The Racial Anatomy of a Split Precinct

Gone are the days when redistricting consisted of markers and paper: now we know down to each and every block exactly how many white people over the age of 18 live there. In state like Virginia where white voters and minority voters are in total opposition, this matters.

I do still check on political blogs from the Commonwealth of Virginia, where I grew up. The eagle-eyed Not Larry Sabato blog was watching one particular precinct in Prince William County, Penn, which was split by Republican-controlled House of Delegates and Congressional redistrict, but left intact in the Democratic-controlled State Senate redistricting in 2011. What did this level of attention get them?

The bigger chunk of Penn, about 79% of it, was placed in the 1st Congressional (Rob Wittman) and 51st House of Delegates district (Rich Anderson), while the smaller chunk, about 21% of the precinct went with the 11th Congressional District (Gerry Connolly) 31st Delegate seat (Scott Lingamfelter). In the Congressional map, it was drawn to help all incumbents, so I knew the Connolly chunk was supposed to be more Democratic, while the Wittman area was supposed to be more Republican. In the House of Delegates districts, Republicans were trying to solidify Anderson who narrowly won his seat in 2009, so he got the more Republican area, while the Democratic area went into the much safer GOP seat of Lingamfelter that runs into other strongly GOP areas.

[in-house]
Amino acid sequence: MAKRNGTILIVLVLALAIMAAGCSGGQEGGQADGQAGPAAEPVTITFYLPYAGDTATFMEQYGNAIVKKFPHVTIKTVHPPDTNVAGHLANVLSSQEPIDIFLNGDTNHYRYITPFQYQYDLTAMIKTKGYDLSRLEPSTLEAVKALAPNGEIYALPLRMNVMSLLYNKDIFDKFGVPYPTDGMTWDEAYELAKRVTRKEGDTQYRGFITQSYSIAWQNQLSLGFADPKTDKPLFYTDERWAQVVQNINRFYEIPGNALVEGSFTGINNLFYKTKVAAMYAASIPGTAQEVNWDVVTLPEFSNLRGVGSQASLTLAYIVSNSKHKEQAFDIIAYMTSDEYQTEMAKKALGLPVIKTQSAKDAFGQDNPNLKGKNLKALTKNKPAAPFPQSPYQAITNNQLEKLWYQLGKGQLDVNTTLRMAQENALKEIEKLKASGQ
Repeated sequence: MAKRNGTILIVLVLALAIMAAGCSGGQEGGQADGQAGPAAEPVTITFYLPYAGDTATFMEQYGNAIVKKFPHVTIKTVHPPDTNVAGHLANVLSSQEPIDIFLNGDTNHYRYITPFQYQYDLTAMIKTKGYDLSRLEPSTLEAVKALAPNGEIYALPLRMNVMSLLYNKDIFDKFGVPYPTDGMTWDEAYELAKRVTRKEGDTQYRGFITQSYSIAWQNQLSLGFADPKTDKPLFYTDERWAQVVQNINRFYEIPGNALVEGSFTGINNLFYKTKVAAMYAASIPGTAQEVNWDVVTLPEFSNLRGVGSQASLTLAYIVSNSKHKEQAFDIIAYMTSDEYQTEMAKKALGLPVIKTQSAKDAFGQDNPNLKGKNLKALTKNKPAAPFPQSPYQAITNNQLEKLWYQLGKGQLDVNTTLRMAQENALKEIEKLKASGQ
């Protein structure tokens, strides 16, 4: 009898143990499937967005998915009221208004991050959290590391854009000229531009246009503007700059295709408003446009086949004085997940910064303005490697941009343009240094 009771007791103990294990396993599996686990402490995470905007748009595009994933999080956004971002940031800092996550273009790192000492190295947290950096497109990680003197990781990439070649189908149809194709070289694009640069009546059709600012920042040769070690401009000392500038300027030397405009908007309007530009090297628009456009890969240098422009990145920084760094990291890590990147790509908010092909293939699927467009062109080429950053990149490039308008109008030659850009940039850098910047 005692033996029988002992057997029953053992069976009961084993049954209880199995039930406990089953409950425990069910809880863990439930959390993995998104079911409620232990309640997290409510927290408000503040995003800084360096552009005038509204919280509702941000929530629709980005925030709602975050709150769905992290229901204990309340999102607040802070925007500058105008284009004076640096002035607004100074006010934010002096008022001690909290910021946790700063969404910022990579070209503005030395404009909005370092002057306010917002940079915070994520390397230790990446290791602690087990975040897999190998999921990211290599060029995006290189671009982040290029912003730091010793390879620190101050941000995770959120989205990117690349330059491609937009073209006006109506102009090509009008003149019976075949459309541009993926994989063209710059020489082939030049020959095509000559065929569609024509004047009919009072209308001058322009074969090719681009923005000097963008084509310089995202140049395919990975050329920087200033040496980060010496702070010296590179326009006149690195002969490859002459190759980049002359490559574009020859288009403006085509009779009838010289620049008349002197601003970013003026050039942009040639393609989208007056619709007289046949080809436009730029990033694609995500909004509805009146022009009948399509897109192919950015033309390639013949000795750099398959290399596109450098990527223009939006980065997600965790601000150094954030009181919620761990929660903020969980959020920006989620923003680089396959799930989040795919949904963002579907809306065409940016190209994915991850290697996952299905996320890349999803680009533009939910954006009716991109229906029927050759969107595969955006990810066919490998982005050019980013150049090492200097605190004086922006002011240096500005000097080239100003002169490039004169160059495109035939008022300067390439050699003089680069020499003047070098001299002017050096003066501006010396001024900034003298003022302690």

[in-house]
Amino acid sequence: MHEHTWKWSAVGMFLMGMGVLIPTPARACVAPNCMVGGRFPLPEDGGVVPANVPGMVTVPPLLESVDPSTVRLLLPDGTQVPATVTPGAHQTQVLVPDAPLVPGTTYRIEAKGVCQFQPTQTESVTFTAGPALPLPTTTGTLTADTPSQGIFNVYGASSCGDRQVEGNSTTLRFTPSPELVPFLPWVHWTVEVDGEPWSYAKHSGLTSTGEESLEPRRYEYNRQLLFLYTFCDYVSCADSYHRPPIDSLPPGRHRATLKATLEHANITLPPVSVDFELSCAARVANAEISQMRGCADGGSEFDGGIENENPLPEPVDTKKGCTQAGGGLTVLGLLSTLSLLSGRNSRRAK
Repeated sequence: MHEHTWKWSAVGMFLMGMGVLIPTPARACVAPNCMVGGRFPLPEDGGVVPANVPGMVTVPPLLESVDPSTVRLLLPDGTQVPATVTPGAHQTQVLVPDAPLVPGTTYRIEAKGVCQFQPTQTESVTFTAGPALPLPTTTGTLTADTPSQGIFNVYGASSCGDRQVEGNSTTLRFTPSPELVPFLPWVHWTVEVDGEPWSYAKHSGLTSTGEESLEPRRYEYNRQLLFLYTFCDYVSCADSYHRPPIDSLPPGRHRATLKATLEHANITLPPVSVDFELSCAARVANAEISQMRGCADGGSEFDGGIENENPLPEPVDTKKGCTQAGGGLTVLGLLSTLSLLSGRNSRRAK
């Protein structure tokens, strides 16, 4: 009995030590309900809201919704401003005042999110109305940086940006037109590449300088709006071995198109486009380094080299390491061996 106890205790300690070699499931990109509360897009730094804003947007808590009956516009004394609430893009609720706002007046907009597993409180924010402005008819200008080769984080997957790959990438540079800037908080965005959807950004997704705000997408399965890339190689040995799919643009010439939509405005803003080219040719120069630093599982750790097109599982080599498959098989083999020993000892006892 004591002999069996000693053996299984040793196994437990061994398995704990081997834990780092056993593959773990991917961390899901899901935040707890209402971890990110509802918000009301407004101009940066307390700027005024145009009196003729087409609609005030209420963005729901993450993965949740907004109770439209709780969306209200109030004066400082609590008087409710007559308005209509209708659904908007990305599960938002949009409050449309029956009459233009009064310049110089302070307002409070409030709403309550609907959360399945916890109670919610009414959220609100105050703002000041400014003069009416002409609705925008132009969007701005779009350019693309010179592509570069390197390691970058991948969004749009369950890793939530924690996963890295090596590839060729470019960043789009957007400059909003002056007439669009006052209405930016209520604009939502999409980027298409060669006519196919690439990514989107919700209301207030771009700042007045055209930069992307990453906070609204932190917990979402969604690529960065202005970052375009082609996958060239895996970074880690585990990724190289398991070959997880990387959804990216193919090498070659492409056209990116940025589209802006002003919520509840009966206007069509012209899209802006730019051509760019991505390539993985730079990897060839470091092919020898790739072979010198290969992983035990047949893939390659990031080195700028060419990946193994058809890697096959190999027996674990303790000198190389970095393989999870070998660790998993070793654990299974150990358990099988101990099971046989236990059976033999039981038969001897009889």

After reading all this, you must be wondering- how effective was this map? Here it is:

Rob Wittman/Rich Anderson portion of Penn precinct
Mitt Romney 1,028 (59.1%)
Barack Obama 710 (40.9%)

Gerry Connolly/Scott Lingamfelter portion of Penn precinct
Mitt Romney 107 (26.4%)
Barack Obama 298 (73.6%)

18.2% Romney margin of victory vs. a 47.2% Obama margin of victory

While political data is available down to the precinct level, the Census Bureau does count every single person by race block by block. In Penn, and other split precincts I saw in the 2011 redistricting cycle, the precincts were mostly split along obvious racial lines. All across Northern Virginia, whiter single-family homes were cleaved from less white townhouses and condos. While it’s certainly possible to link individual modeling scores block by block to attempt to calculate a precinct fragment’s lean, in a state as racially divided as Virginia it almost isn’t useful. Using this map of Penn precinct, I calculated the race population of each precinct fragment. Unsurprisingly, the variance in each fragment’s political performance matched up with race quite closely. This was one of many examples of redistricting deftly taking out minority blocks, not just precincts, and packing them together in super-blue districts.

In the north portion given to the 1st Congressional District that gave Romney 59%, the voting age population is an astonishing 78% white. In the south portion given to the 11th Congressional District that gave Obama 74%, the voting age population is only 38%! You may notice that the block lines don’t match up quite exactly with the precinct lines–precincts are not required to follow Census geography–but the data is close enough to conclude that at least in Penn, Republicans knew block by block what they were doing.

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